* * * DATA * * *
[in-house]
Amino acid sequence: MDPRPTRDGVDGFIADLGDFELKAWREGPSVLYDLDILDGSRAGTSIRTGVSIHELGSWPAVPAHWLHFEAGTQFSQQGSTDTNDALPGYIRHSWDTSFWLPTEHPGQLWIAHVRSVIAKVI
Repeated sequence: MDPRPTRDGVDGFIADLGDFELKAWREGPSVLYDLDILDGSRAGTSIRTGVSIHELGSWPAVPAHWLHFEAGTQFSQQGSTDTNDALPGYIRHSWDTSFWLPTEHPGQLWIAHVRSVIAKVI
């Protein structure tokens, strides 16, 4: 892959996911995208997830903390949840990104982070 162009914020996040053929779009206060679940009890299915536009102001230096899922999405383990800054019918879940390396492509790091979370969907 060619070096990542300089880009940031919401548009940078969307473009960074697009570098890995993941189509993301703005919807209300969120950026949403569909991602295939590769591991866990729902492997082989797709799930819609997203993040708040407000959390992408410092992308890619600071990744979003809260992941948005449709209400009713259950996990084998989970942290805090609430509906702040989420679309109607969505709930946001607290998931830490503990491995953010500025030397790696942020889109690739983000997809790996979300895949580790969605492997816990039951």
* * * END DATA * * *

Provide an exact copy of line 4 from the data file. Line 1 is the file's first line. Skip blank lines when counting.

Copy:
């Protein structure tokens, strides 16, 4: 892959996911995208997830903390949840990104982070 162009914020996040053929779009206060679940009890299915536009102001230096899922999405383990800054019918879940390396492509790091979370969907 060619070096990542300089880009940031919401548009940078969307473009960074697009570098890995993941189509993301703005919807209300969120950026949403569909991602295939590769591991866990729902492997082989797709799930819609997203993040708040407000959390992408410092992308890619600071990744979003809260992941948005449709209400009713259950996990084998989970942290805090609430509906702040989420679309109607969505709930946001607290998931830490503990491995953010500025030397790696942020889109690739983000997809790996979300895949580790969605492997816990039951």